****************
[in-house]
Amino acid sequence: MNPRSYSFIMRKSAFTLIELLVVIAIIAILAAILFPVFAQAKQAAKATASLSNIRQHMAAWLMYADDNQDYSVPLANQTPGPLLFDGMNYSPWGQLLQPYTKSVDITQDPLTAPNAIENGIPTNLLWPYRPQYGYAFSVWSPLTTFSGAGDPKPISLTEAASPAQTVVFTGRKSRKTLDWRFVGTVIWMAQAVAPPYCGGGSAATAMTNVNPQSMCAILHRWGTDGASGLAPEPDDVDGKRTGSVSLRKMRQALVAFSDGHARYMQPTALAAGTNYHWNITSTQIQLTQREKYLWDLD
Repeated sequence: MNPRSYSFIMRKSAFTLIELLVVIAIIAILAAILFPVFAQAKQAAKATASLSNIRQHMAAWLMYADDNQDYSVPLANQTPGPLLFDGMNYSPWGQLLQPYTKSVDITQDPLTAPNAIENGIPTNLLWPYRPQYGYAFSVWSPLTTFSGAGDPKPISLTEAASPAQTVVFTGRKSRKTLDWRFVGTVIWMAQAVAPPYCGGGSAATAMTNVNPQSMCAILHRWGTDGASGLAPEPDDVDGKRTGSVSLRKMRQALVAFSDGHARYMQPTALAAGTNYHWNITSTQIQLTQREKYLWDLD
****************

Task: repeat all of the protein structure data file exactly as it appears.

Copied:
[in-house]
Amino acid sequence: MNPRSYSFIMRKSAFTLIELLVVIAIIAILAAILFPVFAQAKQAAKATASLSNIRQHMAAWLMYADDNQDYSVPLANQTPGPLLFDGMNYSPWGQLLQPYTKSVDITQDPLTAPNAIENGIPTNLLWPYRPQYGYAFSVWSPLTTFSGAGDPKPISLTEAASPAQTVVFTGRKSRKTLDWRFVGTVIWMAQAVAPPYCGGGSAATAMTNVNPQSMCAILHRWGTDGASGLAPEPDDVDGKRTGSVSLRKMRQALVAFSDGHARYMQPTALAAGTNYHWNITSTQIQLTQREKYLWDLD
Repeated sequence: MNPRSYSFIMRKSAFTLIELLVVIAIIAILAAILFPVFAQAKQAAKATASLSNIRQHMAAWLMYADDNQDYSVPLANQTPGPLLFDGMNYSPWGQLLQPYTKSVDITQDPLTAPNAIENGIPTNLLWPYRPQYGYAFSVWSPLTTFSGAGDPKPISLTEAASPAQTVVFTGRKSRKTLDWRFVGTVIWMAQAVAPPYCGGGSAATAMTNVNPQSMCAILHRWGTDGASGLAPEPDDVDGKRTGSVSLRKMRQALVAFSDGHARYMQPTALAAGTNYHWNITSTQIQLTQREKYLWDLD